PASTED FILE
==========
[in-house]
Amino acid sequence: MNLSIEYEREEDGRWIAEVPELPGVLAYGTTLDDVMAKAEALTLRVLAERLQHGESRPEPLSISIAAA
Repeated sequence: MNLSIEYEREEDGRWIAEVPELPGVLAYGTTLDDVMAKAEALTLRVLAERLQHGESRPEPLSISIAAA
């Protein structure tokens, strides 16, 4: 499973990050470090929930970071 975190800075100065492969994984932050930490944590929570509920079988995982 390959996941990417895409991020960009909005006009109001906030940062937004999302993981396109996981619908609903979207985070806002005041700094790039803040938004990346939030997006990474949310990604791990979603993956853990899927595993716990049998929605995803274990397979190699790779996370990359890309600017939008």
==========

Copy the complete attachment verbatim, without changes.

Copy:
[in-house]
Amino acid sequence: MNLSIEYEREEDGRWIAEVPELPGVLAYGTTLDDVMAKAEALTLRVLAERLQHGESRPEPLSISIAAA
Repeated sequence: MNLSIEYEREEDGRWIAEVPELPGVLAYGTTLDDVMAKAEALTLRVLAERLQHGESRPEPLSISIAAA
């Protein structure tokens, strides 16, 4: 499973990050470090929930970071 975190800075100065492969994984932050930490944590929570509920079988995982 390959996941990417895409991020960009909005006009109001906030940062937004999302993981396109996981619908609903979207985070806002005041700094790039803040938004990346939030997006990474949310990604791990979603993956853990899927595993716990049998929605995803274990397979190699790779996370990359890309600017939008």